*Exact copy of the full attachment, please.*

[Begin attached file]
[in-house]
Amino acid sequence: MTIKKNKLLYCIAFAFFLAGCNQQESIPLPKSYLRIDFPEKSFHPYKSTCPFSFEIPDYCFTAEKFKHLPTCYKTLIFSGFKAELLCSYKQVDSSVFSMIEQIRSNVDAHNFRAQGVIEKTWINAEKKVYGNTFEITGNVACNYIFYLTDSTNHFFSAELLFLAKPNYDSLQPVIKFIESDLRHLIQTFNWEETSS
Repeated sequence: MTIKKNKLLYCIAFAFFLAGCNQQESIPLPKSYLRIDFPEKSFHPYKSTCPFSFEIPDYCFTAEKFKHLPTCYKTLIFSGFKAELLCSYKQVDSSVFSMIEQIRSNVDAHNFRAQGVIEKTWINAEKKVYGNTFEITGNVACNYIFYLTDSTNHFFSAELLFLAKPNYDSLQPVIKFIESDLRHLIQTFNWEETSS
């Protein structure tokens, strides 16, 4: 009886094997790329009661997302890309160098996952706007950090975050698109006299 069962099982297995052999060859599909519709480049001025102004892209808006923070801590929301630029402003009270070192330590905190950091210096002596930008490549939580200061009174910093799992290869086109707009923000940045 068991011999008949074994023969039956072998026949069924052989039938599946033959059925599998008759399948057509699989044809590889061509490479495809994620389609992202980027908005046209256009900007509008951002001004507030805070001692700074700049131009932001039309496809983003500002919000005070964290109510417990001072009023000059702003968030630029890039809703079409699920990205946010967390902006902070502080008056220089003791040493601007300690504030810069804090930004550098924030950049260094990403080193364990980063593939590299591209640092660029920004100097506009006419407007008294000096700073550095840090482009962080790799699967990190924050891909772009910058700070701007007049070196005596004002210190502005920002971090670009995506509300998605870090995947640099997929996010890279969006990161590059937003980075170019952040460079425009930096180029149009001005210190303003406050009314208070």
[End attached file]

[in-house]
Amino acid sequence: MTIKKNKLLYCIAFAFFLAGCNQQESIPLPKSYLRIDFPEKSFHPYKSTCPFSFEIPDYCFTAEKFKHLPTCYKTLIFSGFKAELLCSYKQVDSSVFSMIEQIRSNVDAHNFRAQGVIEKTWINAEKKVYGNTFEITGNVACNYIFYLTDSTNHFFSAELLFLAKPNYDSLQPVIKFIESDLRHLIQTFNWEETSS
Repeated sequence: MTIKKNKLLYCIAFAFFLAGCNQQESIPLPKSYLRIDFPEKSFHPYKSTCPFSFEIPDYCFTAEKFKHLPTCYKTLIFSGFKAELLCSYKQVDSSVFSMIEQIRSNVDAHNFRAQGVIEKTWINAEKKVYGNTFEITGNVACNYIFYLTDSTNHFFSAELLFLAKPNYDSLQPVIKFIESDLRHLIQTFNWEETSS
């Protein structure tokens, strides 16, 4: 009886094997790329009661997302890309160098996952706007950090975050698109006299 069962099982297995052999060859599909519709480049001025102004892209808006923070801590929301630029402003009270070192330590905190950091210096002596930008490549939580200061009174910093799992290869086109707009923000940045 068991011999008949074994023969039956072998026949069924052989039938599946033959059925599998008759399948057509699989044809590889061509490479495809994620389609992202980027908005046209256009900007509008951002001004507030805070001692700074700049131009932001039309496809983003500002919000005070964290109510417990001072009023000059702003968030630029890039809703079409699920990205946010967390902006902070502080008056220089003791040493601007300690504030810069804090930004550098924030950049260094990403080193364990980063593939590299591209640092660029920004100097506009006419407007008294000096700073550095840090482009962080790799699967990190924050891909772009910058700070701007007049070196005596004002210190502005920002971090670009995506509300998605870090995947640099997929996010890279969006990161590059937003980075170019952040460079425009930096180029149009001005210190303003406050009314208070």